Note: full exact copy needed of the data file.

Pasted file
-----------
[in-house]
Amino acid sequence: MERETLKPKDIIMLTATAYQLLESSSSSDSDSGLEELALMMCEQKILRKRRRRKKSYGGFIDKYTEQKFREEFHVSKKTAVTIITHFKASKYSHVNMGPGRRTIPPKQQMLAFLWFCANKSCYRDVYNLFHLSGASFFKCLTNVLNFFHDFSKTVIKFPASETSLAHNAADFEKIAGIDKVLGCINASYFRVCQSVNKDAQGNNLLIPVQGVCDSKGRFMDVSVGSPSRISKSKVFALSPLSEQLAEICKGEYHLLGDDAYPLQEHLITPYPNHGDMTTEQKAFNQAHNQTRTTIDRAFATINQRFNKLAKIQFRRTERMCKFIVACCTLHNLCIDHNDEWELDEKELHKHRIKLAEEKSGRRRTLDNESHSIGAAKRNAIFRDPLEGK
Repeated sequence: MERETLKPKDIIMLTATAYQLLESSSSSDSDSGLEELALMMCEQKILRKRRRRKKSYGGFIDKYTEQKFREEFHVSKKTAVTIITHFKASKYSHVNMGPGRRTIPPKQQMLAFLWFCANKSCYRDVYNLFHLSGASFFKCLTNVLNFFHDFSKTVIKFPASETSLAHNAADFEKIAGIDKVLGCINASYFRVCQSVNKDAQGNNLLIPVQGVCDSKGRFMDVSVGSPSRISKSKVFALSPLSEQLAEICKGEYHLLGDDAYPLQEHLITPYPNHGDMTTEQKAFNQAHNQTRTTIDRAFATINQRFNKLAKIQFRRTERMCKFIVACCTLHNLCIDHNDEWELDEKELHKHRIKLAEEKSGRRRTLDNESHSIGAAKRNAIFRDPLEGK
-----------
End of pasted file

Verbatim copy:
[in-house]
Amino acid sequence: MERETLKPKDIIMLTATAYQLLESSSSSDSDSGLEELALMMCEQKILRKRRRRKKSYGGFIDKYTEQKFREEFHVSKKTAVTIITHFKASKYSHVNMGPGRRTIPPKQQMLAFLWFCANKSCYRDVYNLFHLSGASFFKCLTNVLNFFHDFSKTVIKFPASETSLAHNAADFEKIAGIDKVLGCINASYFRVCQSVNKDAQGNNLLIPVQGVCDSKGRFMDVSVGSPSRISKSKVFALSPLSEQLAEICKGEYHLLGDDAYPLQEHLITPYPNHGDMTTEQKAFNQAHNQTRTTIDRAFATINQRFNKLAKIQFRRTERMCKFIVACCTLHNLCIDHNDEWELDEKELHKHRIKLAEEKSGRRRTLDNESHSIGAAKRNAIFRDPLEGK
Repeated sequence: MERETLKPKDIIMLTATAYQLLESSSSSDSDSGLEELALMMCEQKILRKRRRRKKSYGGFIDKYTEQKFREEFHVSKKTAVTIITHFKASKYSHVNMGPGRRTIPPKQQMLAFLWFCANKSCYRDVYNLFHLSGASFFKCLTNVLNFFHDFSKTVIKFPASETSLAHNAADFEKIAGIDKVLGCINASYFRVCQSVNKDAQGNNLLIPVQGVCDSKGRFMDVSVGSPSRISKSKVFALSPLSEQLAEICKGEYHLLGDDAYPLQEHLITPYPNHGDMTTEQKAFNQAHNQTRTTIDRAFATINQRFNKLAKIQFRRTERMCKFIVACCTLHNLCIDHNDEWELDEKELHKHRIKLAEEKSGRRRTLDNESHSIGAAKRNAIFRDPLEGK